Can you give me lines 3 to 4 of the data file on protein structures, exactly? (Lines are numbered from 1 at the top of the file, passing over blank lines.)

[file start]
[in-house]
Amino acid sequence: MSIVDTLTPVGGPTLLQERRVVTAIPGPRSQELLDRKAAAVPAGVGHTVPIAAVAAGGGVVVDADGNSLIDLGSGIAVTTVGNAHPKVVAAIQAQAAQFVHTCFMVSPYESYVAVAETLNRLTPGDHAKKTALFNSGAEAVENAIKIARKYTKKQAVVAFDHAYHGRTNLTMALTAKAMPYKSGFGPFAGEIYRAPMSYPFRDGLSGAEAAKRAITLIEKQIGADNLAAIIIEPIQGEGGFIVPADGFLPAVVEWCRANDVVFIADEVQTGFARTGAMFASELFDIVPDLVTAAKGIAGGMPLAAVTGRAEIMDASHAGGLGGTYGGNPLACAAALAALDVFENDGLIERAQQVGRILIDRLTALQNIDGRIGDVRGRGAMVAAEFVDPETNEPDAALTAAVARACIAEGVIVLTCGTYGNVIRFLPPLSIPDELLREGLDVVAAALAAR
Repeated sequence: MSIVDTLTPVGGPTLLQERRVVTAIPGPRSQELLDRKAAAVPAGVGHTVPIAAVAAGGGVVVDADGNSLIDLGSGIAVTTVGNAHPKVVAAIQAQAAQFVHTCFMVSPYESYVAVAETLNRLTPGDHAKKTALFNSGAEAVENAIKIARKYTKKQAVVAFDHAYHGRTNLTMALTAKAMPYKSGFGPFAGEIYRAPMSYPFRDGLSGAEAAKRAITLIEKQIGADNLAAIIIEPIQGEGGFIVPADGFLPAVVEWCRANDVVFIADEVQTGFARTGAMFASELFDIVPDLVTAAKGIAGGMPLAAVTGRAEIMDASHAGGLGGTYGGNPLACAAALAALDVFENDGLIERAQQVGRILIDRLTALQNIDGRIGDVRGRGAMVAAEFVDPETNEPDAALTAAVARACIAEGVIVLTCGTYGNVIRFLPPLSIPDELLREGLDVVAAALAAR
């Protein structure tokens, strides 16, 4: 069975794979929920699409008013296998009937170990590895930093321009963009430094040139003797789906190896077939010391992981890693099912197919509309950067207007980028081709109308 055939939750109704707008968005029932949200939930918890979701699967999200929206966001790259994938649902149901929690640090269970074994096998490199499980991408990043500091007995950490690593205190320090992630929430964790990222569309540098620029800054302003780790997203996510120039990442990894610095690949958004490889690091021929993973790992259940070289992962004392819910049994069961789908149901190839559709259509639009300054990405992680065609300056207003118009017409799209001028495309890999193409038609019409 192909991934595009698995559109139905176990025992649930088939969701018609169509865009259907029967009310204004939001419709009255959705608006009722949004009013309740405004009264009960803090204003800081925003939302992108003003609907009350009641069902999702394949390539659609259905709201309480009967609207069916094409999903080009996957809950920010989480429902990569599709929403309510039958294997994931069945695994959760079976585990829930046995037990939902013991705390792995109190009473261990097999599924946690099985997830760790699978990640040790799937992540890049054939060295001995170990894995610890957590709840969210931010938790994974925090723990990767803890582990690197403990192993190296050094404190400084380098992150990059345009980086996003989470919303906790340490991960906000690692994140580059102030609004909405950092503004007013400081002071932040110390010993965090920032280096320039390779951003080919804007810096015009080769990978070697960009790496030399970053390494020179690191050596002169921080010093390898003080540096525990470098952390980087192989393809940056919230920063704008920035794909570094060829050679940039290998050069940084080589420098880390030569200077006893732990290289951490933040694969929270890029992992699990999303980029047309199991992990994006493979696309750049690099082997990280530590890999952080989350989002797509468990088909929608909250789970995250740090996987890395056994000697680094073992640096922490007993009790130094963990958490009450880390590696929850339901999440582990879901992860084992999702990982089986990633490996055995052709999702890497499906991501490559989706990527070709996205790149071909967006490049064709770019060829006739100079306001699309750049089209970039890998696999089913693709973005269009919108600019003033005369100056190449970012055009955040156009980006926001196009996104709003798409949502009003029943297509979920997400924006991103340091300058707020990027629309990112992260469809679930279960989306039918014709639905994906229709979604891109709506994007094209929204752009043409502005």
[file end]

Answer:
Repeated sequence: MSIVDTLTPVGGPTLLQERRVVTAIPGPRSQELLDRKAAAVPAGVGHTVPIAAVAAGGGVVVDADGNSLIDLGSGIAVTTVGNAHPKVVAAIQAQAAQFVHTCFMVSPYESYVAVAETLNRLTPGDHAKKTALFNSGAEAVENAIKIARKYTKKQAVVAFDHAYHGRTNLTMALTAKAMPYKSGFGPFAGEIYRAPMSYPFRDGLSGAEAAKRAITLIEKQIGADNLAAIIIEPIQGEGGFIVPADGFLPAVVEWCRANDVVFIADEVQTGFARTGAMFASELFDIVPDLVTAAKGIAGGMPLAAVTGRAEIMDASHAGGLGGTYGGNPLACAAALAALDVFENDGLIERAQQVGRILIDRLTALQNIDGRIGDVRGRGAMVAAEFVDPETNEPDAALTAAVARACIAEGVIVLTCGTYGNVIRFLPPLSIPDELLREGLDVVAAALAAR
């Protein structure tokens, strides 16, 4: 069975794979929920699409008013296998009937170990590895930093321009963009430094040139003797789906190896077939010391992981890693099912197919509309950067207007980028081709109308 055939939750109704707008968005029932949200939930918890979701699967999200929206966001790259994938649902149901929690640090269970074994096998490199499980991408990043500091007995950490690593205190320090992630929430964790990222569309540098620029800054302003780790997203996510120039990442990894610095690949958004490889690091021929993973790992259940070289992962004392819910049994069961789908149901190839559709259509639009300054990405992680065609300056207003118009017409799209001028495309890999193409038609019409 192909991934595009698995559109139905176990025992649930088939969701018609169509865009259907029967009310204004939001419709009255959705608006009722949004009013309740405004009264009960803090204003800081925003939302992108003003609907009350009641069902999702394949390539659609259905709201309480009967609207069916094409999903080009996957809950920010989480429902990569599709929403309510039958294997994931069945695994959760079976585990829930046995037990939902013991705390792995109190009473261990097999599924946690099985997830760790699978990640040790799937992540890049054939060295001995170990894995610890957590709840969210931010938790994974925090723990990767803890582990690197403990192993190296050094404190400084380098992150990059345009980086996003989470919303906790340490991960906000690692994140580059102030609004909405950092503004007013400081002071932040110390010993965090920032280096320039390779951003080919804007810096015009080769990978070697960009790496030399970053390494020179690191050596002169921080010093390898003080540096525990470098952390980087192989393809940056919230920063704008920035794909570094060829050679940039290998050069940084080589420098880390030569200077006893732990290289951490933040694969929270890029992992699990999303980029047309199991992990994006493979696309750049690099082997990280530590890999952080989350989002797509468990088909929608909250789970995250740090996987890395056994000697680094073992640096922490007993009790130094963990958490009450880390590696929850339901999440582990879901992860084992999702990982089986990633490996055995052709999702890497499906991501490559989706990527070709996205790149071909967006490049064709770019060829006739100079306001699309750049089209970039890998696999089913693709973005269009919108600019003033005369100056190449970012055009955040156009980006926001196009996104709003798409949502009003029943297509979920997400924006991103340091300058707020990027629309990112992260469809679930279960989306039918014709639905994906229709979604891109709506994007094209929204752009043409502005």